How to start a Filter project

Hints and tips on how to start up your own Concrete Filter project.

The right approach

We believe that it is very important to have the right approach when starting up a biosand filter project – this is in order to ensure sustainability in the long-term after donor funds dry up, as well as creating livelihood opportunities. This entire website was started after we witnessed the success of a commercial-based project in Kenya in 1999-2000, financed by Medair. In this case, after only one year of very limited NGO funding and input, filters were being produced for a profit and there was a demand from people to buy them – at this time the NGO withdrew. However, filters are still being produced and sold in the same region of Kenya today, although the filter technician has also opened several seasonal sites for filter production, and sales tend to follow periods when villagers have money and when there is a demand for filters (e.g. after harvest). This project worked because there was a demand – people had a felt need for clean water since they only had access to muddy ponds – and the filters were produced cheaply enough that people could afford them (filters were sold for $10 which included profit for the producer).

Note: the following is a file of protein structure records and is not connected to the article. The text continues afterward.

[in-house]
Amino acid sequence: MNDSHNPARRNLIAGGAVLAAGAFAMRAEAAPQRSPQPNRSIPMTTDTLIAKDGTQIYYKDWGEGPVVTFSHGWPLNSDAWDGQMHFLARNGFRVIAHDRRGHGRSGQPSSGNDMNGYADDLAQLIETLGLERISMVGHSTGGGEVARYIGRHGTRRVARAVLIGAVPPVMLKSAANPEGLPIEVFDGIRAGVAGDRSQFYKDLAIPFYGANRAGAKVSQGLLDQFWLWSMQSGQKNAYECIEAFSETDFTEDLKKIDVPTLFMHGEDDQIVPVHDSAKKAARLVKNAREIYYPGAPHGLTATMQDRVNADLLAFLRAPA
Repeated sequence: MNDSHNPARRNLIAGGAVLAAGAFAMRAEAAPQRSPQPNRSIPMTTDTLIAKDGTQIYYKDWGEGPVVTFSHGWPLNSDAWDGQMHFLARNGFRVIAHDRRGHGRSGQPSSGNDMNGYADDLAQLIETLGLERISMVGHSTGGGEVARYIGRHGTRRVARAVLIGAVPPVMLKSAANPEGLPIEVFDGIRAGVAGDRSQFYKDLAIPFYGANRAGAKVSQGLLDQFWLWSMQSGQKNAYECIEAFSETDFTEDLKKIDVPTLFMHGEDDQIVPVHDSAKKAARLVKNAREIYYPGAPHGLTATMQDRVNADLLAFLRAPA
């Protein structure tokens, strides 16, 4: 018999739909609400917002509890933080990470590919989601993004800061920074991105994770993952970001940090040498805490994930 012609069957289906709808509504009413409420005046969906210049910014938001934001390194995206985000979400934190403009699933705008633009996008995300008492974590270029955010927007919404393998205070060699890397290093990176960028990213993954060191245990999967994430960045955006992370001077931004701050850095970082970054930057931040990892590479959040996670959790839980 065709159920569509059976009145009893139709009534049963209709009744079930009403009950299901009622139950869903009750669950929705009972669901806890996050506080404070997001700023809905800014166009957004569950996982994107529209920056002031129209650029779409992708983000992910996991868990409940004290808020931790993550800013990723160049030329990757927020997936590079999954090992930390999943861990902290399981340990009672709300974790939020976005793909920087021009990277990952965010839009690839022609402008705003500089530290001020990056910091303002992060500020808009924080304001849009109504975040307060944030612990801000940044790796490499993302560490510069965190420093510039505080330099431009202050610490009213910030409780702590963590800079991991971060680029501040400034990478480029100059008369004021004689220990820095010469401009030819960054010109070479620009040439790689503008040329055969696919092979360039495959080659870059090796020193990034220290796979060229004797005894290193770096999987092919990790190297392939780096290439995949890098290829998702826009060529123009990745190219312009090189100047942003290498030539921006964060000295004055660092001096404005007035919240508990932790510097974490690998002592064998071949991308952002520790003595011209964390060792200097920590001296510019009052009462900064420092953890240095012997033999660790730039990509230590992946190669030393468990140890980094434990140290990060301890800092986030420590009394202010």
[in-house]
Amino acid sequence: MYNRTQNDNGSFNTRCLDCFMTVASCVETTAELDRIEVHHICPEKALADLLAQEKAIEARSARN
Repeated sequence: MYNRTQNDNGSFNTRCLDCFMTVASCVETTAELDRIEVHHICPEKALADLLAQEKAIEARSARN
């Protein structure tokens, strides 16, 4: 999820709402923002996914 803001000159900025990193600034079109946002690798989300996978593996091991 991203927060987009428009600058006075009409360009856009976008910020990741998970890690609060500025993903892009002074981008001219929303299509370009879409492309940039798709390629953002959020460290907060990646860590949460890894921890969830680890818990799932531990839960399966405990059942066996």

Knowing that this approach works, we have since 2004 advocated this approach to filter production and distribution. By and large, we do not suggest distributing filters for free, which unfortunately appears to be the standard NGO approach yet which continues to create aid dependency and reduce empowerment of local people. Distributing non-food items can work in certain humanitarian situations (e.g. after a natural disaster), but biosand filters tend not to be in this category since they take time to set up and function – in this way they are much more of a longer-term intervention compared with other household water treatment products on the market that might be more suitable.

The Kenya commercial-based model of biosand filter production has been replicated in the complex emergency environment of Afghanistan by Tearfund (after being trained there by BushProof staff), demonstrating again that when done correctly, a demand-led approach to scaling up biosand filters is a sustainable approach to move away from aid dependency. Based on findings from an evaluation of the BSF project (Burt, 2012; {end-texte}Ref.01: Burt, M. (2012) Evaluation of a demand led biosand filter programme in the complex emergency context of Afghanistan. Tearfund, Teddington, UK.), it was recommended that, where the conditions are favourable, humanitarian agencies seriously consider demand-led commercialized approaches to BSF programming as a sustainable household water treatment solution in complex emergency situations. Some key points from this evaluation were: